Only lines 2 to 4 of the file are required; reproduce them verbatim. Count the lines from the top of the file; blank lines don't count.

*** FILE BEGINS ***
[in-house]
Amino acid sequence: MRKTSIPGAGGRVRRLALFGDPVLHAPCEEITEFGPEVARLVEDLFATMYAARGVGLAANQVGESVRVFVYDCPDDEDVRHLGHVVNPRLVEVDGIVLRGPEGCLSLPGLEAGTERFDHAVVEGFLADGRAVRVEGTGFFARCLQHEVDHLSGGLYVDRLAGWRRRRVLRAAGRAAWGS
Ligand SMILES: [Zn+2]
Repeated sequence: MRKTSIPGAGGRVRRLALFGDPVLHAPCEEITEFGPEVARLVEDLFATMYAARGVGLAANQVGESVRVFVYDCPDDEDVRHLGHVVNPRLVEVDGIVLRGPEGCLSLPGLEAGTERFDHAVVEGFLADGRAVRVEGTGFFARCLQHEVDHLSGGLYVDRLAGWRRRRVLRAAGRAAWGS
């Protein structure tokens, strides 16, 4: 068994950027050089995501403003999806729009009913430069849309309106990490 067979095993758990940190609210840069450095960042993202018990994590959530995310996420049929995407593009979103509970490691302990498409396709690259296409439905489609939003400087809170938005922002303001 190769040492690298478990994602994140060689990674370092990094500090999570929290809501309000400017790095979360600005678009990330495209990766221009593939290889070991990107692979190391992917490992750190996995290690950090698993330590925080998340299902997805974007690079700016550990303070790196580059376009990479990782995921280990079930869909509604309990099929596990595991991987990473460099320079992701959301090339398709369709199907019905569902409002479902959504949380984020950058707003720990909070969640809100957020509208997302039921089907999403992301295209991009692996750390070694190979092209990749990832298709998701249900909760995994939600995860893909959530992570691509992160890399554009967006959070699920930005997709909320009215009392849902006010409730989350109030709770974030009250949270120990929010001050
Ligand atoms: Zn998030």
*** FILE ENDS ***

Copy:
Amino acid sequence: MRKTSIPGAGGRVRRLALFGDPVLHAPCEEITEFGPEVARLVEDLFATMYAARGVGLAANQVGESVRVFVYDCPDDEDVRHLGHVVNPRLVEVDGIVLRGPEGCLSLPGLEAGTERFDHAVVEGFLADGRAVRVEGTGFFARCLQHEVDHLSGGLYVDRLAGWRRRRVLRAAGRAAWGS
Ligand SMILES: [Zn+2]
Repeated sequence: MRKTSIPGAGGRVRRLALFGDPVLHAPCEEITEFGPEVARLVEDLFATMYAARGVGLAANQVGESVRVFVYDCPDDEDVRHLGHVVNPRLVEVDGIVLRGPEGCLSLPGLEAGTERFDHAVVEGFLADGRAVRVEGTGFFARCLQHEVDHLSGGLYVDRLAGWRRRRVLRAAGRAAWGS